Modular Schedule Project Problems:

Let’s try to start with a miniature problem that is understandable and at least starts to cover a new area. In AI there is the class Woz-AI test of making coffee…so let’s do a variation on that involving:

  • multiple participants
  • a schedule
  • tea (sorry)

We might think of this as an intermediary project problem, or a single modular project problem, as it does not include the entire project process from start to finish including the overall outcome and after effects of that outcome, but perhaps such large projects will inherently fall into a hierarchy (or web) of interlocking modular problems and projects that can be looked at separately. In this case, the mini-project outcome is to make sure everyone on the project team gets their tea. Again, we could add as many sub-modules of additional factors as wished, but let’s try to start with a most-basic example.

Office Tea-Bot Problem: (a Woz-Test variation…in tea major)

There are various questions that can be asked with a simple starting input scenario:

Input is two dictionaries:

1. a dictionary of when types of tea are scheduled to arrive

2. a dictionary of what type of tea each employee drinks

tea_schedule={‘Assam’: ‘Monday,’darjeeling’: ‘Tuesday}

employee_teas={‘Betty’: ‘Assam’, ‘Tom’: ‘darjeeling’}

Question 1:

How many people can arrive on X day?

(variation: what is the difference between attendance on X day vs. Y day?)

Question 2:

Who can attend a meeting on X day?

(Variation: Can employees A and B both attend on day X?)

Question 3:

Assuming Employees will not attend a meeting without their tea, what is the first day of week when all employees can attend?

What Colour is a Strategic Black Hole?

Another curious afterparty of this wedge of increments is that it may highlight the concept of a quantifiable ‘Kasparov Event Horizon,’ the boundary line (e..g in the problem space of a strategy) beyond which a AI’s light of awareness or depth of perception cannot cross, beyond which all appears dark.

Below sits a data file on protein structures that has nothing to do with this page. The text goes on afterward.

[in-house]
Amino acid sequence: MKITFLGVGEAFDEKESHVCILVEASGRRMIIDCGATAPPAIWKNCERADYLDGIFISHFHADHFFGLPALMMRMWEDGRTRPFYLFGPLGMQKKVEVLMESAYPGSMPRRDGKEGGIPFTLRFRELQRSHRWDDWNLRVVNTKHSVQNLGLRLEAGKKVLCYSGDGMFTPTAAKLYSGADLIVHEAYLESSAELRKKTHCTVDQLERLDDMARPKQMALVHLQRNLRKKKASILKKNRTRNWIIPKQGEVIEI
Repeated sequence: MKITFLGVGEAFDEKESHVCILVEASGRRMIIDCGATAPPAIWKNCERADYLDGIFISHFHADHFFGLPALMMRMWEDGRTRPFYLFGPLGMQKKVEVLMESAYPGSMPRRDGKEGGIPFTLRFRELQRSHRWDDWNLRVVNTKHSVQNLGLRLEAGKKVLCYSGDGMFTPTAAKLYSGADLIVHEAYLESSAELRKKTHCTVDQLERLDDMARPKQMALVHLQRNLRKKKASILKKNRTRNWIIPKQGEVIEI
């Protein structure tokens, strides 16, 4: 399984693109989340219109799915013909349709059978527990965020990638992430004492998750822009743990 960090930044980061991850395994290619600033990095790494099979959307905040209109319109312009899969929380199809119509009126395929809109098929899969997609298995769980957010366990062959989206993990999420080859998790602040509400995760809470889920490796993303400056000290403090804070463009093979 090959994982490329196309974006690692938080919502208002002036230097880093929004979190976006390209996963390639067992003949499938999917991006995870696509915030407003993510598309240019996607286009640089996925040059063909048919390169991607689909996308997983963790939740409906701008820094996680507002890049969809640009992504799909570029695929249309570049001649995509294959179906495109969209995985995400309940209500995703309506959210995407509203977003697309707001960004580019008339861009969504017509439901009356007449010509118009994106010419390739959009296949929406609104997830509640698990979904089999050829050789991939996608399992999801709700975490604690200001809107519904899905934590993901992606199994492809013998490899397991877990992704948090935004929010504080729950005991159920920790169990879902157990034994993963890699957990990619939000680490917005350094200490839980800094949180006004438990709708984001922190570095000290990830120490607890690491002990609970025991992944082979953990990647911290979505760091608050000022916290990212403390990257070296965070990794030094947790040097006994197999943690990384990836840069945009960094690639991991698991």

In any large set of problem-spaces for any body or institution, be it a company, school, library, family, governing administration, etc., some problems will be within sight of a given AI system (ai, os, architecture) and some will be beyond the ability of the AI to see clearly. And it is a question from various perspectives and contexts: Where is this line? Why is this line where it is? What happens around this line? How can we move this line (one direction or another)?

Following Breadcrumbs

The starting scope for this line of questions about modularizing questions and integrating project-tasks into problems, has hopefully been digestible, if seeming too small and abstract a bite to connect with real world situations.

So far we have looked at low hanging fruit factors such as list-length. And even for such simple situations we have seen that schedule problems sometimes fit into this category, and while many people probably assume that a predictable task for an AI would be managing the scheduling for a school or company, yet we can empirically see and even measure that at scales much smaller than even a small institution would deal with, raw-reflective-AI is badly positioned to ‘guesstimate’ these task solutions, even where heuristics are identical regardless of changes in input.

What other factors are there for STEM interconnected systems and types of systems? Here the scope and intersection with reality starts to expand. How might such measures and texts extend with these sets of factors? (see overall paper and project link below)

Later factors:

About The Series

This mini-article is part of a series to support clear discussions about Artificial Intelligence (AI-ML). A more in-depth discussion and framework proposal is available in this github repo:



Geoffrey Gordon Ashbrook

Data Scientist | | Value, Function, Meaning, Best Practice, Participation